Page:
Mouse-men on the Moon Hoax

mouse-men
Wikipedia // New York Sun

“The big Moon hoax” happened 180 years ago and it was one of the most successful deceptions because it led half of America to believe that there was life on the Moon. Interestingly enough, things haven’t really changed.

On august 25, 1835, New York newspaper, Sun, began posting a series of 6 articles about great inventions from one of the most well-known astronomers of that time – Sir John Herschel-Junior.

The newspaper based its articles on a short press release in the Edinburg magazine, Journal of Science and mainly on alleged notes by Dr. Andrew Grant (Herschel’s alleged assistant), who never actually existed, as was determined later.

It was reported that Sir John Herschel connected a microscope with a 7-ton telescope, and used this optical instrument which he set up on Cape of Good Hope, to zoom 42 000 times.

By pointing his apparatus towards the Moon he was able to see a civilization living there, bipedal intelligent beavers, and several clans of mouse-men who differed from one another by the color of their skin.

The beavers on the moon were like the Australian aborigines or the savages of the Amazon – they were able to make fire and lived in huts. On the other hand, the mouse-men had a more human-like appearance. Their size was no more than 4 feet, their face resembled that of an orangutan, and they were covered with dark fur and had wings similar to bats.

Because of the wings, they were able to fly wherever they want, feed on fruits and entertain themselves, “in a way that was hard to accept as something decent by our standards”.

The color of their skin determined their place in the hierarchy and their level of development – the lighter it was, the higher the social class that they belonged to. The newspaper would report that those mouse-men, who had the lightest skin, “were not far behind angels”.

A lot of space was set aside for the animal kingdom on the Moon, as well as for its landscapes. Herds of one-horned sheep grazed upon blooming fields between. Horned bears and creatures, resembling bisons from the Earth, roamed free. Numerous kinds of birds flew in the skies. Seas, oceans, rivers, lakes, crystal islands, and mountain sapphire peaks were described in the newspaper in glorious detail.

The scientist’s name, all the serious references, the objective writing style, the large amount of detail, as well the consistent information in the form of diary entries, and the level of knowledge back then completely allowed the concept for life on the Moon. And America went crazy!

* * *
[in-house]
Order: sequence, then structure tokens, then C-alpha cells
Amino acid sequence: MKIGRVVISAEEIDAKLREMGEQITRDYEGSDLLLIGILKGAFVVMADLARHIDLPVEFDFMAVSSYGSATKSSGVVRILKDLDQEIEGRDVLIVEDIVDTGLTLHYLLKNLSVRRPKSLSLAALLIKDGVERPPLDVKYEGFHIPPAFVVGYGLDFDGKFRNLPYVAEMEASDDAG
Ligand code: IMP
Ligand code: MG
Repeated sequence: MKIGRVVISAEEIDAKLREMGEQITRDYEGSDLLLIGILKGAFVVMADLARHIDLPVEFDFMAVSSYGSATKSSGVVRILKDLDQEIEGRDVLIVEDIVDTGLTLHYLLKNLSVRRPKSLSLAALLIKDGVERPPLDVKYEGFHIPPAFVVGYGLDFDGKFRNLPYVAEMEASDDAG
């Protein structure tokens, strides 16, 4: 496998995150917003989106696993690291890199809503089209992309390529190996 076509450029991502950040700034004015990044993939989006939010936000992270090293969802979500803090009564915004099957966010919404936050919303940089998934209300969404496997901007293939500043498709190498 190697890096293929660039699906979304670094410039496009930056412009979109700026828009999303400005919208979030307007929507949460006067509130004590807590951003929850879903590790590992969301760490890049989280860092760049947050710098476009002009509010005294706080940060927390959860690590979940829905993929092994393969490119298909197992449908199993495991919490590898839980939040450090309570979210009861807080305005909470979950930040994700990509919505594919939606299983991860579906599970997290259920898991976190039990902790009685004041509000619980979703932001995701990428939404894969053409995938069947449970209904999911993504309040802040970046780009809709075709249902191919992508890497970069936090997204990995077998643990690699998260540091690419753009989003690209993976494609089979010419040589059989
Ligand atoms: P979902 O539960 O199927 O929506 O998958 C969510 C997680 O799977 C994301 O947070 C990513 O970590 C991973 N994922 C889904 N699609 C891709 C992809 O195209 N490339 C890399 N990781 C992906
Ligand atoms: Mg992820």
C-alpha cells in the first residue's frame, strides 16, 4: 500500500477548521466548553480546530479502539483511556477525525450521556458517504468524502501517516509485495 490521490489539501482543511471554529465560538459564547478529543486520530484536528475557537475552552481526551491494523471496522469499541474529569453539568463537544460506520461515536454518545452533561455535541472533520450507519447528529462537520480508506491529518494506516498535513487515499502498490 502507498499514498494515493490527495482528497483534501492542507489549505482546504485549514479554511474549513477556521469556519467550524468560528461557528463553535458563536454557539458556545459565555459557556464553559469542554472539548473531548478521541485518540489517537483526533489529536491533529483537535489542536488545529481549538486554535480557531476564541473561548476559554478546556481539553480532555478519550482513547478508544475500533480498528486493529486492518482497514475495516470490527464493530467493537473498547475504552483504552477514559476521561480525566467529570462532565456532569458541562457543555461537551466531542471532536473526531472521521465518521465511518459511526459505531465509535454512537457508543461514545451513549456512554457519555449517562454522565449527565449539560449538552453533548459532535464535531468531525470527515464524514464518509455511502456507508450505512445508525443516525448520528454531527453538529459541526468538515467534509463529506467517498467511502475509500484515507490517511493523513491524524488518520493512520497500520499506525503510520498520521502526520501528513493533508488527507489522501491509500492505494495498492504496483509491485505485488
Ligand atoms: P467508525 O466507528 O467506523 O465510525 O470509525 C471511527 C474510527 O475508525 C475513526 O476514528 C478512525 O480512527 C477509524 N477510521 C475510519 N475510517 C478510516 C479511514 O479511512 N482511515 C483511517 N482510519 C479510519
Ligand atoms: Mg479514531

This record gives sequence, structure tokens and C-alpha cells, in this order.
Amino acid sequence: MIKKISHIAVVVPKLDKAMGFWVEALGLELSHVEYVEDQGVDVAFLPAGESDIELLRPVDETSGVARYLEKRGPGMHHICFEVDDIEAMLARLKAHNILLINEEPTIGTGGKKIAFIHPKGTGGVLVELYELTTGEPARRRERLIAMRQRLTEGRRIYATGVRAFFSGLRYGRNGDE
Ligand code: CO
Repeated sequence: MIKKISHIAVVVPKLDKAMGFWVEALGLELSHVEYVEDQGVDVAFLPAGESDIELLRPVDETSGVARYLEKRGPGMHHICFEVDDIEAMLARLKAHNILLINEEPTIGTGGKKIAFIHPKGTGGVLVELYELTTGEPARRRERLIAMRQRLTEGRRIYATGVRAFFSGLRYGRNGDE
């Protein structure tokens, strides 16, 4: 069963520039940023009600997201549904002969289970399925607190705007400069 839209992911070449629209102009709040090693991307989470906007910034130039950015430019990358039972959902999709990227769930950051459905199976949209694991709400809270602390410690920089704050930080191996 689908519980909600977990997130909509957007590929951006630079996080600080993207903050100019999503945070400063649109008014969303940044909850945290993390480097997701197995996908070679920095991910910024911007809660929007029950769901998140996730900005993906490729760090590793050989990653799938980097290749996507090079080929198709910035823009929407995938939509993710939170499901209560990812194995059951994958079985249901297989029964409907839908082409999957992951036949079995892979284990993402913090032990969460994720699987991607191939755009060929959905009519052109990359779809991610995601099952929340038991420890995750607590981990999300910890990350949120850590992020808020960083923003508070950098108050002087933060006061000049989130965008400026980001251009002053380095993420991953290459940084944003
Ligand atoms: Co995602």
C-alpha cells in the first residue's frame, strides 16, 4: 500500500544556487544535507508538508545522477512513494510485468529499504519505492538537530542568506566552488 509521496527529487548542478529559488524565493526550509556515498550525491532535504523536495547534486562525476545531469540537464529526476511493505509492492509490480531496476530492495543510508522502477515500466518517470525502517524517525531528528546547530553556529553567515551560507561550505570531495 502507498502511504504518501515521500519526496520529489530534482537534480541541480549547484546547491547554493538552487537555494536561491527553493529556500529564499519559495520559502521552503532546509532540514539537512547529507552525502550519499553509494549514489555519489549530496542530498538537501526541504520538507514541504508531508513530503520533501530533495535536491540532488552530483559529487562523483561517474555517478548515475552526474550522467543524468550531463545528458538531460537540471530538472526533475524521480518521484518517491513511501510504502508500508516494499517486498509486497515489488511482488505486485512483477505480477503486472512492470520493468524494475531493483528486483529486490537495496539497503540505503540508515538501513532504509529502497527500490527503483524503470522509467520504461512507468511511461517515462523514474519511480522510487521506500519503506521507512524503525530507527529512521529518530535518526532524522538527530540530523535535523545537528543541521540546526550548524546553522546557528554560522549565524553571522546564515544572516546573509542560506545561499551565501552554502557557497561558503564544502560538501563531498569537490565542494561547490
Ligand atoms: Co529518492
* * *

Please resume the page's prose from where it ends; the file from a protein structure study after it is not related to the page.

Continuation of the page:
No one cared for the weak objections of a few skeptics, or concerned themselves with the anonymity of the published articles, or paid any attention to the fact that sale numbers of the Journal of Science in Edinburg were decreasing. No one noticed the numerous disparities, like the fact that with a 42 000 times zoom, the surface of the Moon could be viewed only with a resolution of 10 kilometers, so the alleged telescope wouldn’t be able to observe any animals, beasts or birds.

The total silence of John Herschel was also accepted as completely normal, since he was dealing with astronomical observations in South Africa at the time, and wasn’t able to confirm or deny the articles in the newspaper.

In 1835, there were no mobile phones, or even the slightest internet connection, and a modern-day reader wouldn’t be able to understand how people lived back then, communicating only by way of horse-drawn carriages or ships. For that reason, communication between continents at that time was very slow.

So the hoax that was blown out of proportions had no problem spreading throughout all of America without worry that it would quickly be exposed as a lie.

Articles from the Sun were reprinted by numerous local and regional medias, and the sales of the newspaper were sky-high – reaching 60 000 copies, which was quite incredible for that time.

Edgar Allen Poe’s discontent with the newspaper was also ignored, even though he stated that the newspaper was stealing ideas from his novel, “The Unparalleled Adventure of One Hans Pfaall”, which was published 3 weeks before the article in the Southern Literary Messenger magazine, where similar lunar civilization was also described.

Subsequently, Poe changed the end of his novel where he had mentioned the “lunar footcloth” of the newspaper – he significantly softened his accusation of plagiarism, and discredited the hoax articles in the newspaper point by point.

But there was no need for that because by that time John Herschel had received a copy of the newspaper with his “discoveries” from a passing-by ship, and had immediately sent out angry accusations – the newspaper’s lie crumbled beneath universal disappointment.